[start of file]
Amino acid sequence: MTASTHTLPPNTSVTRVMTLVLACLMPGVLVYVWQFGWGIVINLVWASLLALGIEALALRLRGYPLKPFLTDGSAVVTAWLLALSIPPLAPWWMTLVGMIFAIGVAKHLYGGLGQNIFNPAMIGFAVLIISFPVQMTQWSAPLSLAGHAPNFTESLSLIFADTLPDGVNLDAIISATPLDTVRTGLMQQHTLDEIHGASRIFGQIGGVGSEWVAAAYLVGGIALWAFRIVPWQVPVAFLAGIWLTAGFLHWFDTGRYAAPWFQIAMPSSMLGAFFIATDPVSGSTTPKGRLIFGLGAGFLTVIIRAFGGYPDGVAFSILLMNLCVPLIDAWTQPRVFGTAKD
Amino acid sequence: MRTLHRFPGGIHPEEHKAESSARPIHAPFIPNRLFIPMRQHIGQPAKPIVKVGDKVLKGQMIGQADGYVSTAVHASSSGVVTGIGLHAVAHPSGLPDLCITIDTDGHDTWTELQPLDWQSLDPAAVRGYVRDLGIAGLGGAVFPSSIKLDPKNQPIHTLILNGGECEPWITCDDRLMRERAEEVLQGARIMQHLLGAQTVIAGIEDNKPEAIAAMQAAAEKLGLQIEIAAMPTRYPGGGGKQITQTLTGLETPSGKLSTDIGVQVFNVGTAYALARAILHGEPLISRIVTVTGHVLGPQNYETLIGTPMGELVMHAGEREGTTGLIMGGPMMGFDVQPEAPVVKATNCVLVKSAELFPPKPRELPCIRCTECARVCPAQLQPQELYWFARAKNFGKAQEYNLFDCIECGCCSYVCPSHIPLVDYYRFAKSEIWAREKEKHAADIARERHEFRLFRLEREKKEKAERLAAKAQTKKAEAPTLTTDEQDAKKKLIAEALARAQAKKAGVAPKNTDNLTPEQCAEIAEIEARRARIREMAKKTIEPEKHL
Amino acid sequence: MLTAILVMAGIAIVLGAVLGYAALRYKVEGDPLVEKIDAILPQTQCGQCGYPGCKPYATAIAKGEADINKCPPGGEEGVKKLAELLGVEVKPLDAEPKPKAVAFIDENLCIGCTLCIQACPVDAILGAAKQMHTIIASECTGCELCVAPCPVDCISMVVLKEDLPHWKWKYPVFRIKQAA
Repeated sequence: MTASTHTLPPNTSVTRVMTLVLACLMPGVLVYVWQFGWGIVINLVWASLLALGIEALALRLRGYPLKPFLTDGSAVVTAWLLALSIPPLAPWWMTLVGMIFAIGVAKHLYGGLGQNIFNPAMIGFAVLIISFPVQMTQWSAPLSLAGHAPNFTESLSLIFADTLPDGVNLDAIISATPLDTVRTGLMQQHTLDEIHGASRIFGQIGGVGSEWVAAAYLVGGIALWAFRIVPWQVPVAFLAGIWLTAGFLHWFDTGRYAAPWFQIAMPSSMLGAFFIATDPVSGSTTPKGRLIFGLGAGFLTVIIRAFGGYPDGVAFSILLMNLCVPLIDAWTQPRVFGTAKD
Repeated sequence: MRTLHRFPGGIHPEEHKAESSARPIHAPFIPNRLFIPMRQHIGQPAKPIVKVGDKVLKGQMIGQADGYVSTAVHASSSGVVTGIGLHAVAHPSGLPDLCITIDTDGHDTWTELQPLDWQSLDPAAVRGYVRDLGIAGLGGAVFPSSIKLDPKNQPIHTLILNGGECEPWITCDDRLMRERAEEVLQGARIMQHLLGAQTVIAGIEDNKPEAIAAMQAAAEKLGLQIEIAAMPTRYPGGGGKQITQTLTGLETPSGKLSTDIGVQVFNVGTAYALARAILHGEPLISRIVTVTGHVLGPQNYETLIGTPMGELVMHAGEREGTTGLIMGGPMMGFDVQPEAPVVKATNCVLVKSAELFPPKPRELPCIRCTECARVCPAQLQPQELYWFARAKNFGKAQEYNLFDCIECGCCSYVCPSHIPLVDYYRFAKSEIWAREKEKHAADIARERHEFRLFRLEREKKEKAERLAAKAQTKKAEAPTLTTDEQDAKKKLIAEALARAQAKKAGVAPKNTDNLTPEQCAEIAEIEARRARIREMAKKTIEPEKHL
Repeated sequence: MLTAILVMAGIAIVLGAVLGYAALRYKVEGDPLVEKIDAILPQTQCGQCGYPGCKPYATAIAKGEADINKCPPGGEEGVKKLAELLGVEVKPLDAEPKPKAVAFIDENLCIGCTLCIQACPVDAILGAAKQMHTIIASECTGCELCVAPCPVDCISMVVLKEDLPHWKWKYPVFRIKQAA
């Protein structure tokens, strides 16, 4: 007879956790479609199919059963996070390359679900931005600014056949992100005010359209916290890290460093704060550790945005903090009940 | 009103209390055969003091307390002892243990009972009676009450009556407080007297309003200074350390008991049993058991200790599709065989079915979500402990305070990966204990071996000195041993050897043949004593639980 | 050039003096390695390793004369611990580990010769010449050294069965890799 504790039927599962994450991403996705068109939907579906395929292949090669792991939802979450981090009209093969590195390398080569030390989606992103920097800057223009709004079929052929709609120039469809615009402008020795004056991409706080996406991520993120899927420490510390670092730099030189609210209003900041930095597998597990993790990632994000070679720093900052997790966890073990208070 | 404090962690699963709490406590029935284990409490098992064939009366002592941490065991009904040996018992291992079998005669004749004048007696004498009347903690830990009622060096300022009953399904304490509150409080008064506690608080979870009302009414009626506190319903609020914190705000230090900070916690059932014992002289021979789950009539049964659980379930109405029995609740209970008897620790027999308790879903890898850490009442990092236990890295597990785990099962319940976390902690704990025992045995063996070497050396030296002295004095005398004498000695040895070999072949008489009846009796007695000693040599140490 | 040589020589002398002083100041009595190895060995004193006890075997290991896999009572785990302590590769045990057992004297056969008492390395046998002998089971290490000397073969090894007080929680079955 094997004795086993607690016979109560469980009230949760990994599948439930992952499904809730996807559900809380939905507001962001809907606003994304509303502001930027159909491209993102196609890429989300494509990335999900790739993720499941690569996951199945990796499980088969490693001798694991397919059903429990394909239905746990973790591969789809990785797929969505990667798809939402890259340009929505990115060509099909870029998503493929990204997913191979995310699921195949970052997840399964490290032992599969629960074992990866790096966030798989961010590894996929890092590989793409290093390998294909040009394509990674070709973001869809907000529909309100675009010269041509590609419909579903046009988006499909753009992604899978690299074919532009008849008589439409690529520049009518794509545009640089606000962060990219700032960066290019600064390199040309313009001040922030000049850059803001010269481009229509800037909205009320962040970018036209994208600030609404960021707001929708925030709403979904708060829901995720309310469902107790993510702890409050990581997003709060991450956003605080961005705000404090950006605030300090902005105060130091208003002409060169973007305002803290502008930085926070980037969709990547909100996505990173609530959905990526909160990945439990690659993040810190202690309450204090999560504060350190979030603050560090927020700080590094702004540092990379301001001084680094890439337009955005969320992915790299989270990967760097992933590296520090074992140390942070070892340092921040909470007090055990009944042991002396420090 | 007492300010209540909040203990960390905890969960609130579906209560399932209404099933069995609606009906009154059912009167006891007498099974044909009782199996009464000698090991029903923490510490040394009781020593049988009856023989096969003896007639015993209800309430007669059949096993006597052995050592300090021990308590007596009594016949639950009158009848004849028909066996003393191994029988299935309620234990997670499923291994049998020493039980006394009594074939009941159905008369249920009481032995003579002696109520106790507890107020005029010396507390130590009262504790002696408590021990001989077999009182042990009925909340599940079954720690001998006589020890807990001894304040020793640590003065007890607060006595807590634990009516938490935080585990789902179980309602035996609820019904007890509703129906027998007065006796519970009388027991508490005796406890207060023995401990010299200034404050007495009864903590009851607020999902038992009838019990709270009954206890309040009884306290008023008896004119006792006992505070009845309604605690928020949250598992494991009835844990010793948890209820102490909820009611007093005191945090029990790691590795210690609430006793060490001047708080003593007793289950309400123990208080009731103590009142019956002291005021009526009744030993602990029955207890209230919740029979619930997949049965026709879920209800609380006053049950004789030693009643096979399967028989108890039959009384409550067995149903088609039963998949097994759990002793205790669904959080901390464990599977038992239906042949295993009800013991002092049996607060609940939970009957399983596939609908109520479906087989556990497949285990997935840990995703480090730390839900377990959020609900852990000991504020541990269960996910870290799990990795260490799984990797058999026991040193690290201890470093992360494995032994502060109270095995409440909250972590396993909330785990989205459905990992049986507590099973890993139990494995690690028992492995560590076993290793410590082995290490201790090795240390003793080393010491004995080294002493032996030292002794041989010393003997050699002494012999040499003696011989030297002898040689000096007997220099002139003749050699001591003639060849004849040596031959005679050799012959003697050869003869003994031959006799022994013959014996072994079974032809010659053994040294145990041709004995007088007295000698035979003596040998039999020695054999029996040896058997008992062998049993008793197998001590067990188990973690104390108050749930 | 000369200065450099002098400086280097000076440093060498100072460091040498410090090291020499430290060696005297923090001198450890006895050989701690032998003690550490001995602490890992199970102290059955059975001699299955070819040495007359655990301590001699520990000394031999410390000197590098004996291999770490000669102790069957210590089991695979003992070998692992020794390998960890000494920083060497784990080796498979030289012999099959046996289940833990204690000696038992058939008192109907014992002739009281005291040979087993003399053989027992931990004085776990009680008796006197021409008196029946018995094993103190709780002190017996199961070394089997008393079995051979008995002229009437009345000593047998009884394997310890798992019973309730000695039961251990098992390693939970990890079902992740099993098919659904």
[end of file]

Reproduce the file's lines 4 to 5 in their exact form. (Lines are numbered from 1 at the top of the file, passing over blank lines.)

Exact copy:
Repeated sequence: MTASTHTLPPNTSVTRVMTLVLACLMPGVLVYVWQFGWGIVINLVWASLLALGIEALALRLRGYPLKPFLTDGSAVVTAWLLALSIPPLAPWWMTLVGMIFAIGVAKHLYGGLGQNIFNPAMIGFAVLIISFPVQMTQWSAPLSLAGHAPNFTESLSLIFADTLPDGVNLDAIISATPLDTVRTGLMQQHTLDEIHGASRIFGQIGGVGSEWVAAAYLVGGIALWAFRIVPWQVPVAFLAGIWLTAGFLHWFDTGRYAAPWFQIAMPSSMLGAFFIATDPVSGSTTPKGRLIFGLGAGFLTVIIRAFGGYPDGVAFSILLMNLCVPLIDAWTQPRVFGTAKD
Repeated sequence: MRTLHRFPGGIHPEEHKAESSARPIHAPFIPNRLFIPMRQHIGQPAKPIVKVGDKVLKGQMIGQADGYVSTAVHASSSGVVTGIGLHAVAHPSGLPDLCITIDTDGHDTWTELQPLDWQSLDPAAVRGYVRDLGIAGLGGAVFPSSIKLDPKNQPIHTLILNGGECEPWITCDDRLMRERAEEVLQGARIMQHLLGAQTVIAGIEDNKPEAIAAMQAAAEKLGLQIEIAAMPTRYPGGGGKQITQTLTGLETPSGKLSTDIGVQVFNVGTAYALARAILHGEPLISRIVTVTGHVLGPQNYETLIGTPMGELVMHAGEREGTTGLIMGGPMMGFDVQPEAPVVKATNCVLVKSAELFPPKPRELPCIRCTECARVCPAQLQPQELYWFARAKNFGKAQEYNLFDCIECGCCSYVCPSHIPLVDYYRFAKSEIWAREKEKHAADIARERHEFRLFRLEREKKEKAERLAAKAQTKKAEAPTLTTDEQDAKKKLIAEALARAQAKKAGVAPKNTDNLTPEQCAEIAEIEARRARIREMAKKTIEPEKHL